Dance All-Stars

A Chutzpah! Festival presentation. At the Norman Rothstein Theatre on Thursday, February 22. No remaining performances

In some ways the show title Dance All-Stars was a misnomer: the standouts of the Chutzpah! Festival's mixed program were often the musicians and other artists who provided accompaniment. But the collaborations made for some rare and unexpected juxtapositions.

Local emerging choreographer Alison Denham performed her duet, Lovedone, with Billy Marchenski, while musicians sat on-stage. Boris Sichon trotted out a series of oddly enticing percussion and wind instruments: the eerie, ululations of a yuma-like horn echoed through the hall at one point; at another, a drum evoked waves rolling onto the shore. Eric Wilson played cello, with Raphael and Amnon Seelig from Israel's Eightvoices adding resonant, medieval-sounding vocals to the mix.

Lovedone started out as a contemporary chronicle: Denham and Marchenski clung to each other, but she repeatedly tried to slip out of his embrace. The choreography was almost violently sensual: sometimes she would mount him, legs spread-eagled, feet shaking in ecstasy. But then, in a nice twist, the two donned historical outfits over their street clothes (she, a long velvet robe; he, a jacket with tails), and the choreography suddenly shifted to more traditional lifts and turns, with the music sounding like an old-fashioned dance. The emotionally intense Denham and Marchenski successfully played the formality of her grandparents' simpler era off the casual relationships of contemporary times. As for the soundscape, it added depth and mysticism.

There was more contrast between the accompaniment and the movement in Edmond Kilpatrick's ambitious Haunted. The choreographer was joined on-stage by fellow Ballet B.C. corps member Simone Orlando in a piece about a man's struggle to get over a breakup. It was at first odd to see these true dance stars' balletic grace juxtaposed against the gritty street style of the wildly talented spoken-word-cranked local group the Fugitives. With Mark Berube at the piano, Barbara Adler and Brendan McLeod threw their entire bodies into rapid-fire riffs on sex, obsession, and breaking up. Yet everything coalesced in the third movement, when the Fugitives performed an old-timey blues number revved up by the rhythms of stamping feet and clapping hands: Kilpatrick found an abstract, angular vocabulary that channelled the vibe of the music, while Orlando let loose a groove that seemed to flow straight from her soul.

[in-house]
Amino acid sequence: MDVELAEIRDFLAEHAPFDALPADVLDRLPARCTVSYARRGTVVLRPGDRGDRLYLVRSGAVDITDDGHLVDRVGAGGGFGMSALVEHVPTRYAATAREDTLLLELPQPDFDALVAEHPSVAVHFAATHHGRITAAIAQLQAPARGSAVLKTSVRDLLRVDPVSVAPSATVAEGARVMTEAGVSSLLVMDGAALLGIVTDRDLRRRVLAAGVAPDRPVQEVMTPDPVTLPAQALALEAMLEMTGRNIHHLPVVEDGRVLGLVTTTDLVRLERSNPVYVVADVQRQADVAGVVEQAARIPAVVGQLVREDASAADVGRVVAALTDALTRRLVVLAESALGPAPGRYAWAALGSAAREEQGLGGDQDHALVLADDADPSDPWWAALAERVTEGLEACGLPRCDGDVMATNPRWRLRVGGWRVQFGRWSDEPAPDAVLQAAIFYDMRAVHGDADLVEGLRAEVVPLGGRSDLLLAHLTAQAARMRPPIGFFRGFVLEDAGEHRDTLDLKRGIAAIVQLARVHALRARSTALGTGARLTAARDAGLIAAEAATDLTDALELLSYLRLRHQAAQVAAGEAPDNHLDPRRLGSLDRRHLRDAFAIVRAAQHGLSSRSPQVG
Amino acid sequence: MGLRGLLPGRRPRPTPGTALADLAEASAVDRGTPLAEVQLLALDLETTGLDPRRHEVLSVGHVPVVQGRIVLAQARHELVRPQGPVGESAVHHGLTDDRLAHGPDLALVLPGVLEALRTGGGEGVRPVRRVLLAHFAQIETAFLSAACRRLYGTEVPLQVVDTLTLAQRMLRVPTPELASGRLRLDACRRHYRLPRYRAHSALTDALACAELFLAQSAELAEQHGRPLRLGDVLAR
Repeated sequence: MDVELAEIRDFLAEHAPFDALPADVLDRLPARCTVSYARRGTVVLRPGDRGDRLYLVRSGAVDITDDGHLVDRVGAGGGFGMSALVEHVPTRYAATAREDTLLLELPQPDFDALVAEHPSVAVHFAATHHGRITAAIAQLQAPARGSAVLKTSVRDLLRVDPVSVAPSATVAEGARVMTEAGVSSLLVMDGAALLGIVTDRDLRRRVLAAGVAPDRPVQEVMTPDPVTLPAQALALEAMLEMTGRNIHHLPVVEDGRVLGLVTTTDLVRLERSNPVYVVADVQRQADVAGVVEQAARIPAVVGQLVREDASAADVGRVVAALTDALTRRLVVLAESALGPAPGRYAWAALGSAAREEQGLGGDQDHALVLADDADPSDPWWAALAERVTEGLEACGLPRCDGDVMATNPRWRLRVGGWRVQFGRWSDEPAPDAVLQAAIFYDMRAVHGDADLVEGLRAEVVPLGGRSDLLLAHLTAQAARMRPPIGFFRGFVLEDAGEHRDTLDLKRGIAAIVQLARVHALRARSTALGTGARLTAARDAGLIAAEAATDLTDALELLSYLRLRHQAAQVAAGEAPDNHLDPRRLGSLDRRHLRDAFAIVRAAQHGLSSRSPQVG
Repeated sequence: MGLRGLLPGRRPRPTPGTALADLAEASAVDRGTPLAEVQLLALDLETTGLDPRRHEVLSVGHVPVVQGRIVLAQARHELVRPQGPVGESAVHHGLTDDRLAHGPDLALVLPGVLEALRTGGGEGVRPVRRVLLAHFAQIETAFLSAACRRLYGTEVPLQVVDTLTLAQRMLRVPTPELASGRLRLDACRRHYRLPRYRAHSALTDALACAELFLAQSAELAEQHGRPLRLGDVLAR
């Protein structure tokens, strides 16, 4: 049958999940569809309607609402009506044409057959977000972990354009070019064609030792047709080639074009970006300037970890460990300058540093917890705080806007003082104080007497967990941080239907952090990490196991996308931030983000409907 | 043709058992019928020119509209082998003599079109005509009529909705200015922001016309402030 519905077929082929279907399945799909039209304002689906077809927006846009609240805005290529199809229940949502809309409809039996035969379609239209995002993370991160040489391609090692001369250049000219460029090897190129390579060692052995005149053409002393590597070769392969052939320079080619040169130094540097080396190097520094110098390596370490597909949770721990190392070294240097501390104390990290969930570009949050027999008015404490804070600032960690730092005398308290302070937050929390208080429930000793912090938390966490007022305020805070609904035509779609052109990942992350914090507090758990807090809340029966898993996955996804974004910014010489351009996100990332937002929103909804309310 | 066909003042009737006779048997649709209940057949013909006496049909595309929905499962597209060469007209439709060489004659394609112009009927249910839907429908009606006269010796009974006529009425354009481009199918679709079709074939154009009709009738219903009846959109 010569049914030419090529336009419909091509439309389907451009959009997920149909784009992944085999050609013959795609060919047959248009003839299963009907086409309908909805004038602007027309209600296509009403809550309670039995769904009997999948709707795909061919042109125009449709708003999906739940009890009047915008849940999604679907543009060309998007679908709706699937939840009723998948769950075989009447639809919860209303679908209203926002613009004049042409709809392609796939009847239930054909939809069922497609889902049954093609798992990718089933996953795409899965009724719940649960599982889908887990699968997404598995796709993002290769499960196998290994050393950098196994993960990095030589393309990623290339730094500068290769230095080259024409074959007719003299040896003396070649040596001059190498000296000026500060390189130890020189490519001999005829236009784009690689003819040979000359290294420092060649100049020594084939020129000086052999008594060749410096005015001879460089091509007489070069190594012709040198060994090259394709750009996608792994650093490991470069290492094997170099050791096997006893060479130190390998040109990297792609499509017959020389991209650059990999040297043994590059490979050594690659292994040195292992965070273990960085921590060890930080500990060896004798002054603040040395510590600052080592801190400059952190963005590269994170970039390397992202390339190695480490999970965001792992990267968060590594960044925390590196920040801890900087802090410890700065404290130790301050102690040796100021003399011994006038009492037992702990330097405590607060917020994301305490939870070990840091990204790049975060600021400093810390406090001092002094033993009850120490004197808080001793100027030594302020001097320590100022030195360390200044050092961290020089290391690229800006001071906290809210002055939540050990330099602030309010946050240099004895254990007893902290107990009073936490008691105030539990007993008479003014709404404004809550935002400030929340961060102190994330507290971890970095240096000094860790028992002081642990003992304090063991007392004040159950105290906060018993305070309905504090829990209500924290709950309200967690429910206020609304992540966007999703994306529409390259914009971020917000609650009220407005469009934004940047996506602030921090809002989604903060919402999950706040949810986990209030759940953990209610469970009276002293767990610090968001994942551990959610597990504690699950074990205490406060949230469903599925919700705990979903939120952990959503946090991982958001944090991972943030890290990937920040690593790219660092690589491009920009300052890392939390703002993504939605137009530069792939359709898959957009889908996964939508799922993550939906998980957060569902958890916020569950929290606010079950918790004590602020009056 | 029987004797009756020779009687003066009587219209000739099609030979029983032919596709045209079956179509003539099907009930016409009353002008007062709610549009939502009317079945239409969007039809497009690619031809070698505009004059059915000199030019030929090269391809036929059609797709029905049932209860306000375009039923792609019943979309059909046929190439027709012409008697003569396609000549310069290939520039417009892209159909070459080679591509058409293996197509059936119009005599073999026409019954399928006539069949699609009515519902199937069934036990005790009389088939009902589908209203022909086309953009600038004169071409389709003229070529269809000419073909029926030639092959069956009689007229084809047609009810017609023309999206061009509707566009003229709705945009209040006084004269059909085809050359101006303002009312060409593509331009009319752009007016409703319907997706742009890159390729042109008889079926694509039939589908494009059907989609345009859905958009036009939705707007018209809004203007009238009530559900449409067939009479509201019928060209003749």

Elsewhere, I loved Torontonians Roberto Campanella and Robert Glumbek's version of James Kudelka's soudain l'hiver dernier: set to Gavin Bryars's orchestrated take on a tape loop of an elderly homeless person sadly singing “Jesus' Blood Never Failed Me Yet”—over and over—it is a noble, neatly tailored tribute to one man supporting another through hardship. As for Israeli artist Asher Ben Lev's absurdist excerpt from the full-length Avi Cohen, just how do you sum up a guy in tube socks and a headband hyperactively kicking a stuffed dolphin through wine-bottle goal posts to Bjí¶rk-like caterwauling? Like I said, it was an evening of odd juxtapositions—and some were odder than others.